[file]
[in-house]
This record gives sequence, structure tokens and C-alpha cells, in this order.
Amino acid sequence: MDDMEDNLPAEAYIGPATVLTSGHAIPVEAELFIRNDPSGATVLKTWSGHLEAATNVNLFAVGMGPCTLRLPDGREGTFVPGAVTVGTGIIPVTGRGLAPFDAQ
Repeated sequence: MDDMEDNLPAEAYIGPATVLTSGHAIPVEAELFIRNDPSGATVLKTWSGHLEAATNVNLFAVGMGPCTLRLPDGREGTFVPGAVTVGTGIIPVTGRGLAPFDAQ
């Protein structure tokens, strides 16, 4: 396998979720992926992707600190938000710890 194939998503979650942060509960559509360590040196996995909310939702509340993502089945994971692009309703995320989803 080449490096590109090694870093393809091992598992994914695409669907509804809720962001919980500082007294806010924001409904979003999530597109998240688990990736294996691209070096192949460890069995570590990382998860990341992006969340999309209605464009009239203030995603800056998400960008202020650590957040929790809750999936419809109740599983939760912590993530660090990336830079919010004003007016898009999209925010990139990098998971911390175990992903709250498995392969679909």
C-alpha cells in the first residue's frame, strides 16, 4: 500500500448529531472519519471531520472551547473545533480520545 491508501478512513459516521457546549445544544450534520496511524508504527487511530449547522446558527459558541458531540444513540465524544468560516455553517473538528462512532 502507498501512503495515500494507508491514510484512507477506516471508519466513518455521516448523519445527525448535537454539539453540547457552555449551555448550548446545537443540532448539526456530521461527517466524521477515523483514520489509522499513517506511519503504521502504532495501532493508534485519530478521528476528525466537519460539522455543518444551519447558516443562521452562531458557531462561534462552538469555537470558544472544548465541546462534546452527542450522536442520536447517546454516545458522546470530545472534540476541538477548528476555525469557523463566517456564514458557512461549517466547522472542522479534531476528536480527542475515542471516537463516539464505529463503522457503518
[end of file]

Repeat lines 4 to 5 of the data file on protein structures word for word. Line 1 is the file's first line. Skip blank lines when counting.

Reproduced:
Repeated sequence: MDDMEDNLPAEAYIGPATVLTSGHAIPVEAELFIRNDPSGATVLKTWSGHLEAATNVNLFAVGMGPCTLRLPDGREGTFVPGAVTVGTGIIPVTGRGLAPFDAQ
């Protein structure tokens, strides 16, 4: 396998979720992926992707600190938000710890 194939998503979650942060509960559509360590040196996995909310939702509340993502089945994971692009309703995320989803 080449490096590109090694870093393809091992598992994914695409669907509804809720962001919980500082007294806010924001409904979003999530597109998240688990990736294996691209070096192949460890069995570590990382998860990341992006969340999309209605464009009239203030995603800056998400960008202020650590957040929790809750999936419809109740599983939760912590993530660090990336830079919010004003007016898009999209925010990139990098998971911390175990992903709250498995392969679909």